Confidence is an asset—until it isn’t. It’s also a balancing act: Certainty is essential to moving forward, but too much of it can make it hard to see when we’re wrong. Add money to the mix, says a new study, and we run into trouble.
Accurately assessing what the study refers to as “the quality of our answers, actions or statements” is crucial for so many aspects of life. We want to know not only that our doctor or investment banker is confident about a recommendation but also that this confidence is itself reliable. That’s true for anyone we look to for advice, including ourselves.
But giving our decisions the exact level of confidence needed, as well as gauging its accuracy, is difficult. “We often overestimate the probability of being correct,” University of Amsterdam economist Maël Lebreton and his colleagues write in Science Advances.
And how does that estimation change when cash is riding on our choices? To find out, Lebreton and his colleagues enrolled 104 people in a series of visual tests using Gabor patches—black-and-white images that play tricks on the brain and are often used in experiments about perception. In each test, the participants had to decide which of two images had the higher contrast. Then, on a scale of 50 to 100 percent, they rated how confident they were in their answer. First, though, the researchers raised the stakes, telling the participants that they would win or lose money depending on the accuracy of their answers.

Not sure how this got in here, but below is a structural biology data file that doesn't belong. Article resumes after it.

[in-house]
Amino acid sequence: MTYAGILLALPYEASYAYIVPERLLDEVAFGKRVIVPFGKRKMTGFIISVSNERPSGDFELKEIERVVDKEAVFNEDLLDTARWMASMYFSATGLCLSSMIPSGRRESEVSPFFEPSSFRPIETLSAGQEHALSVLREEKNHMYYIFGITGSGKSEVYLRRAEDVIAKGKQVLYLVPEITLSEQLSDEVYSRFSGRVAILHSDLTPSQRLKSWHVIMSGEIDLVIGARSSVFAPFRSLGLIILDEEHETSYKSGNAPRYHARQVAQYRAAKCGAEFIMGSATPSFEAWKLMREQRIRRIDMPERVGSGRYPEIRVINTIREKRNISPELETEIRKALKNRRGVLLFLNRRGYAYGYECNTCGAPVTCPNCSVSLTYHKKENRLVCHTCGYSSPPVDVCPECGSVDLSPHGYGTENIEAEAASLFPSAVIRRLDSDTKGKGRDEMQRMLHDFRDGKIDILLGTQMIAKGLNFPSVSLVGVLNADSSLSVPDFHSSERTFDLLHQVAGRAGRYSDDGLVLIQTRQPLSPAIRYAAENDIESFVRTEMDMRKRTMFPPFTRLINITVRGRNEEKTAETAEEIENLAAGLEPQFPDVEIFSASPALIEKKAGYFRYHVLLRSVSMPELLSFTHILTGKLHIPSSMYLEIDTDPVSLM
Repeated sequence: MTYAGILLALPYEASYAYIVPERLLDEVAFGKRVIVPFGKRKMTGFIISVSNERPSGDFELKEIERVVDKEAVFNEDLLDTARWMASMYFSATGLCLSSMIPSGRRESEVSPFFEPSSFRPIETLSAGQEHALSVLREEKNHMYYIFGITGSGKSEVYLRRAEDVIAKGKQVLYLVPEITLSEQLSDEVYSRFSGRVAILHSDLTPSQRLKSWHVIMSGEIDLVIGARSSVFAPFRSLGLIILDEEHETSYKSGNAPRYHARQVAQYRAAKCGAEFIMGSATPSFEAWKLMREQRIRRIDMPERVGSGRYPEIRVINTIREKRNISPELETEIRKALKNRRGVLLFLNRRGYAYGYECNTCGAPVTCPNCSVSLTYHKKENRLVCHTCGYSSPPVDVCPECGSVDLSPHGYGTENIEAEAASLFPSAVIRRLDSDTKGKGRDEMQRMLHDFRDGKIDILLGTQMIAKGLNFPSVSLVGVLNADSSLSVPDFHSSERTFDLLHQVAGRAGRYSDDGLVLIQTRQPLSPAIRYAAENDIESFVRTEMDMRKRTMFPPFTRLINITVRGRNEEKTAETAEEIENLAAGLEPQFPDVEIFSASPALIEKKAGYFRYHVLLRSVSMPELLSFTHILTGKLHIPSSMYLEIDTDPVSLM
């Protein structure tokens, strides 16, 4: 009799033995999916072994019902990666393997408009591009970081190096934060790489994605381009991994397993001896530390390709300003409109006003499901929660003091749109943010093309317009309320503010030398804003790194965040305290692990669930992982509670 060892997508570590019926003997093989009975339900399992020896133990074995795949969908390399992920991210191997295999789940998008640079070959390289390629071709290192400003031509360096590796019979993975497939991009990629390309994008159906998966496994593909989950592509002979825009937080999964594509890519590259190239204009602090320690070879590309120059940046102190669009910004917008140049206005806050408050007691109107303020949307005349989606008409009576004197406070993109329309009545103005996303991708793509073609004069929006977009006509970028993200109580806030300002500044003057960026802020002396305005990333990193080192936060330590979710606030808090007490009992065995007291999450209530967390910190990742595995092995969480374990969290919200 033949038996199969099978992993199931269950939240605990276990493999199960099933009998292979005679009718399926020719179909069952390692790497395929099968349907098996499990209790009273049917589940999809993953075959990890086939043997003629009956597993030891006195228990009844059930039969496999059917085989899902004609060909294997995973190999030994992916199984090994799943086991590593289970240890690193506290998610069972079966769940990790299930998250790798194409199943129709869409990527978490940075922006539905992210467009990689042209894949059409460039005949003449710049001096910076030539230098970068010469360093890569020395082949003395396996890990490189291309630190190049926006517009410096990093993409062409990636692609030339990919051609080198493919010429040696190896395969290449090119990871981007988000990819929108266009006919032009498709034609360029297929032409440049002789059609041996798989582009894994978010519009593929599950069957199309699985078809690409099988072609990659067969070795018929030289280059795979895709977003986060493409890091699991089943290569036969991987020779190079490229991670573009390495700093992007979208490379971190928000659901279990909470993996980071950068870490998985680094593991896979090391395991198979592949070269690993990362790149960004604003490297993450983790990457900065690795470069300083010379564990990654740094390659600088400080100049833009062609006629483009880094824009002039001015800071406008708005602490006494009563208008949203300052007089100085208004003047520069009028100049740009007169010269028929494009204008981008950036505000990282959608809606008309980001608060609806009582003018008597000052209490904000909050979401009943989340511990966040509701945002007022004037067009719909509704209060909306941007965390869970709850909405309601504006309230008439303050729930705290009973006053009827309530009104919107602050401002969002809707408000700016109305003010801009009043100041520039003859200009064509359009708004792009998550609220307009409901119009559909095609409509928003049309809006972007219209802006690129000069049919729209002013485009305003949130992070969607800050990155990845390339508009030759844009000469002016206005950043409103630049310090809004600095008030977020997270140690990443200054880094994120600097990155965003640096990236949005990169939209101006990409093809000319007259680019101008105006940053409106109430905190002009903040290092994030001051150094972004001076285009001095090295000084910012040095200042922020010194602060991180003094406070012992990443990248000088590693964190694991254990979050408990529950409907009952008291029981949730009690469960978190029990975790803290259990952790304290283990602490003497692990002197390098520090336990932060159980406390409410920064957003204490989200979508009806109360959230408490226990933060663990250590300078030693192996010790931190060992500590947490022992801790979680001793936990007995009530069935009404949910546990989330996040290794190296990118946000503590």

In part, the money helped. The thought of losing made some better at discriminating between correct and incorrect answers. But it also made participants who had rated themselves highly even surer of themselves. “The prospect of gains increased their overall confidence,” says Lebreton. “The prospect of losses decreased [it].” If a person already felt sure of their answer, the money didn’t add to that bias; it multiplied it.
Tomas Folke, a psychologist at the University of Cambridge, notes that because the incentives were fairly modest—ranging from 10 cents to $10—extrapolating more dramatic scenarios may be a stretch. It’s also unclear if the improved discrimination happened because the threat of loss sharpened people’s guesses or made them less confident.
Still, the findings raise questions about the best way to use monetary incentives. Offering experts large bonuses for an accurate decision, for example, “could paradoxically bias them into overconfident judgments,” says Lebreton. They also show how unreliable our daily judgment can be. “Numerous physiological and psychological factors bias us,” says Lebreton. Money, our surroundings and our upbringing are just a few. “We are far from being rational decision-makers.”